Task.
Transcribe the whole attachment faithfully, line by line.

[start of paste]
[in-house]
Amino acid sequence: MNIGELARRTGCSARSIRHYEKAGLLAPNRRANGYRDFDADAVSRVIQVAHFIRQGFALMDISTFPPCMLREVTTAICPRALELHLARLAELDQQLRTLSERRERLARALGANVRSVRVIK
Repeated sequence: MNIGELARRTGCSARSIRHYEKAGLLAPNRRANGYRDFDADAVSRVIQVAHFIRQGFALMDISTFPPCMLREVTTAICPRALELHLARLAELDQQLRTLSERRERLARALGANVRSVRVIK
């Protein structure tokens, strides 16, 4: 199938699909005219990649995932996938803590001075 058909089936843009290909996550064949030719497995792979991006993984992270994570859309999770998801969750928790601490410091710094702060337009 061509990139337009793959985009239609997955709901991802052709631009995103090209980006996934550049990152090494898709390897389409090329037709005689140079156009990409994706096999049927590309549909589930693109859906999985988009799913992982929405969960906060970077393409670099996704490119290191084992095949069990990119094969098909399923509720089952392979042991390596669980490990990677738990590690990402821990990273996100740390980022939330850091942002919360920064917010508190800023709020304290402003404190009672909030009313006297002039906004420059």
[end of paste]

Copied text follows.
[in-house]
Amino acid sequence: MNIGELARRTGCSARSIRHYEKAGLLAPNRRANGYRDFDADAVSRVIQVAHFIRQGFALMDISTFPPCMLREVTTAICPRALELHLARLAELDQQLRTLSERRERLARALGANVRSVRVIK
Repeated sequence: MNIGELARRTGCSARSIRHYEKAGLLAPNRRANGYRDFDADAVSRVIQVAHFIRQGFALMDISTFPPCMLREVTTAICPRALELHLARLAELDQQLRTLSERRERLARALGANVRSVRVIK
């Protein structure tokens, strides 16, 4: 199938699909005219990649995932996938803590001075 058909089936843009290909996550064949030719497995792979991006993984992270994570859309999770998801969750928790601490410091710094702060337009 061509990139337009793959985009239609997955709901991802052709631009995103090209980006996934550049990152090494898709390897389409090329037709005689140079156009990409994706096999049927590309549909589930693109859906999985988009799913992982929405969960906060970077393409670099996704490119290191084992095949069990990119094969098909399923509720089952392979042991390596669980490990990677738990590690990402821990990273996100740390980022939330850091942002919360920064917010508190800023709020304290402003404190009672909030009313006297002039906004420059």